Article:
The mayor said “it’s pork or nothing” on the grounds that France is a secular republic that does not give religion a place in state institutions. Now this will be even more severely challenged than it has been in recent years. The challenge will proceed on the basis that this mayor is being hateful and “Islamophobic”: “Telling a small child that ‘you will eat less today because there’s pork on the menu’ is difficult to comprehend. You feel it is discrimination. You hear comments like, ‘if you don’t like it, take your children home’. It hurts.”
In today’s therapeutic nanny-state culture, we above all cannot have anything that “hurts.” Thus the French will set laicïté to avoid hurting Muslim feelings — or stand for it even as it becomes increasingly more difficult and dangerous to do so. I don’t know which one the French will ultimately choose, although I tend to think they will ultimately abandon laicïté and make special accommodations for Muslims. In any case, that is the choice they will certainly face.
Muslim parents have reacted angrily in a French town after the mayor announced it was ‘pork or nothing’ for school lunches, under the principles of the secular republic which dictates that religion should have no place in state institutions – including schools.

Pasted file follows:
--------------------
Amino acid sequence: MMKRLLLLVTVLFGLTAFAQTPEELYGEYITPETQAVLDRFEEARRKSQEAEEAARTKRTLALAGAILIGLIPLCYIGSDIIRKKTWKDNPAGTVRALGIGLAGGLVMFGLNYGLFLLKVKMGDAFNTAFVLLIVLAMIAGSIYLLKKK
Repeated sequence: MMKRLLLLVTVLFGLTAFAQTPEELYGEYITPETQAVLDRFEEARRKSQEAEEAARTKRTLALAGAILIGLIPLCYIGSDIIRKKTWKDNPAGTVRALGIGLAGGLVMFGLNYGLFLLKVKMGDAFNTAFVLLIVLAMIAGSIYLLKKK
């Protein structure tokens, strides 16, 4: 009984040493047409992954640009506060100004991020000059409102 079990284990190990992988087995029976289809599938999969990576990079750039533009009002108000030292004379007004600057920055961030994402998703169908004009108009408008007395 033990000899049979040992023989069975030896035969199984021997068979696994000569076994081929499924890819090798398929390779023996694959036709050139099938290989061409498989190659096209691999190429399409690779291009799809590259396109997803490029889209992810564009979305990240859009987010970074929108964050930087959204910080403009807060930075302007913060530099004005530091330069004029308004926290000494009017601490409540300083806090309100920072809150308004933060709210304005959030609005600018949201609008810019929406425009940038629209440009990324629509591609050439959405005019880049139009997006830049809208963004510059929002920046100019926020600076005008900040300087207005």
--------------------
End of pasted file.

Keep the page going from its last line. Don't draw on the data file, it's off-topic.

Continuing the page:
The change came after the catering company that provides meals to the 180 students in the small town of Sargé-lès-Le-Mans in southern France reported difficulties providing alternate meals for the 15 Muslim children on pork-based meal days. Declaring the local school free of religious influence, what in France is known as “laicïté”, or the “principle of Republican neutrality”, the mayor told parents it would from thereon be “pork or nothing”, TheLocal.fr reports.
The decision has upset Muslim parents in the town, who expect alternate meals for their children. One mother, who’s son Tariq told reporters “I need meat, it’s important” said: “Telling a small child that ‘you will eat less today because there’s pork on the menu’ is difficult to comprehend. You feel it is discrimination.
“You hear comments like, ‘if you don’t like it, take your children home’. It hurts”.
After banning the full-face covering burqa in public in 2010, the expense on Halal meals by the French taxpayer has become a significant matter of public discourse, with a number of politicians giving their opinions on the matter. Front National leader Marine Le Pen announced that towns run by the party’s mayors would no longer offer Halal meals.
She told French radio: “We will accept no religious requirements in the school lunch menus… There is no reason for religion to enter into the public sphere.”
This year a court in Lyon overturned a ruling that prisons had to serve Halal meals to inmates, claiming that failing to do so harmed a Muslim’s right to practice his religion in prison. The court found because there is a vegetarian alternative, an additional Halal meal was unnecessary….